New Zealand has chaired a meeting of the United Nations Security Council that has passed a resolution to beef up civil aviation security.
Foreign Affairs Minister Murray McCully and UK Foreign Secretary Boris Johnson say it means all countries will need to raise screening standards, although Mr McCully did not know if it would mean practical changes at New Zealand airports.
"More than 99 percent of our international visitors arrive by air, and around 15 percent of our exports are transported by air," Mr McCully told the UN. "The security of international civil aviation is therefore of vital importance to my country."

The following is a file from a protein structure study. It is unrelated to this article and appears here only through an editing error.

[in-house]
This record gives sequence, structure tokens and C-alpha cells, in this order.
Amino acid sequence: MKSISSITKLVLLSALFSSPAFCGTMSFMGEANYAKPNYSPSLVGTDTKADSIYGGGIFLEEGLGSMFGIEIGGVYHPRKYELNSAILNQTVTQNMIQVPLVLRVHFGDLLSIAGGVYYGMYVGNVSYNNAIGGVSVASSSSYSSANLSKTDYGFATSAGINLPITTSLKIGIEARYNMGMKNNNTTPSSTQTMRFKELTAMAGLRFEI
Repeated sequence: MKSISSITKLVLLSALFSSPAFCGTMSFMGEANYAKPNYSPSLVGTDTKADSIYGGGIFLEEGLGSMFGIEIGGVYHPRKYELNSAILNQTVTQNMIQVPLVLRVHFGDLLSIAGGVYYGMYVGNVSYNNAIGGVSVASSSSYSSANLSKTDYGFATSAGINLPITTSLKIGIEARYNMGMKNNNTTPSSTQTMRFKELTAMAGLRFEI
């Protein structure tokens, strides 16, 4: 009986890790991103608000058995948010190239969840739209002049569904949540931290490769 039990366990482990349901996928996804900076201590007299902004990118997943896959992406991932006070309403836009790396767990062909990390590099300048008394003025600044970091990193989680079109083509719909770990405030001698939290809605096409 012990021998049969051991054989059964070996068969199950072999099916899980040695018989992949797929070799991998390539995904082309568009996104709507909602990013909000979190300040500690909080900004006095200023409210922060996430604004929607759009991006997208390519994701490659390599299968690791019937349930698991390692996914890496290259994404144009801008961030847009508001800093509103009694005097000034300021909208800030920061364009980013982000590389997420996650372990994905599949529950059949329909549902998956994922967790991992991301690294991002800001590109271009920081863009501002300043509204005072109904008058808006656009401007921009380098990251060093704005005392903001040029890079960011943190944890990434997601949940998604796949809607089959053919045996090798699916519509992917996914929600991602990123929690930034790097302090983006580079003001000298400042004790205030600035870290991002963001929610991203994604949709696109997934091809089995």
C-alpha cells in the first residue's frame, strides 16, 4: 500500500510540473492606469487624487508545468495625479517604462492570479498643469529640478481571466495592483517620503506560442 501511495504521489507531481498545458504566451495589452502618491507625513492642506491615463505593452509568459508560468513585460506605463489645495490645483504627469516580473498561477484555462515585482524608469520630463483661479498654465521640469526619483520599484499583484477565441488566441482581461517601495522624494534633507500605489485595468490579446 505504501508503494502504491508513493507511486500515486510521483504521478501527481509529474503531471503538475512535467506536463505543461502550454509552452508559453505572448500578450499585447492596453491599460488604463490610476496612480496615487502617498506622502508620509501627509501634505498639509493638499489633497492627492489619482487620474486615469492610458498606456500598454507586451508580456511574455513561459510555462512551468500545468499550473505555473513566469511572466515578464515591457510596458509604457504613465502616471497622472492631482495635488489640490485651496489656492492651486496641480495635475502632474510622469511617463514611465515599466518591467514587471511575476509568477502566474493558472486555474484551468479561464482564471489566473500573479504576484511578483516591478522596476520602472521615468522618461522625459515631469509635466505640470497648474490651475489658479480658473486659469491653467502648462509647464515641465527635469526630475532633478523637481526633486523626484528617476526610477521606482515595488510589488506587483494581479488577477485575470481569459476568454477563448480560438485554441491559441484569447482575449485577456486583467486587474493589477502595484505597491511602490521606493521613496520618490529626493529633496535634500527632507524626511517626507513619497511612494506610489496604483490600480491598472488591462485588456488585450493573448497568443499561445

Mr McCully did say it would affect small Pacific nations, who would face extra costs - but it "does not make sense to expect the same systems and approach from Tuvalu as we do from the United States".
He also said beefing up aviation security was only a "short-term bandage", and reiterated New Zealand's call for reform of the UN.
"The far greater challenge lies in addressing the conditions that motivate and enable those who commit these acts of terrorism. In this respect we need to reflect on the effectiveness of this body which is charged with maintaining international peace and security.
"The Security Council’s track record of delivering sustainable resolution of major conflicts is poor… Major improvements to the United Nations machinery, including this council, are well overdue."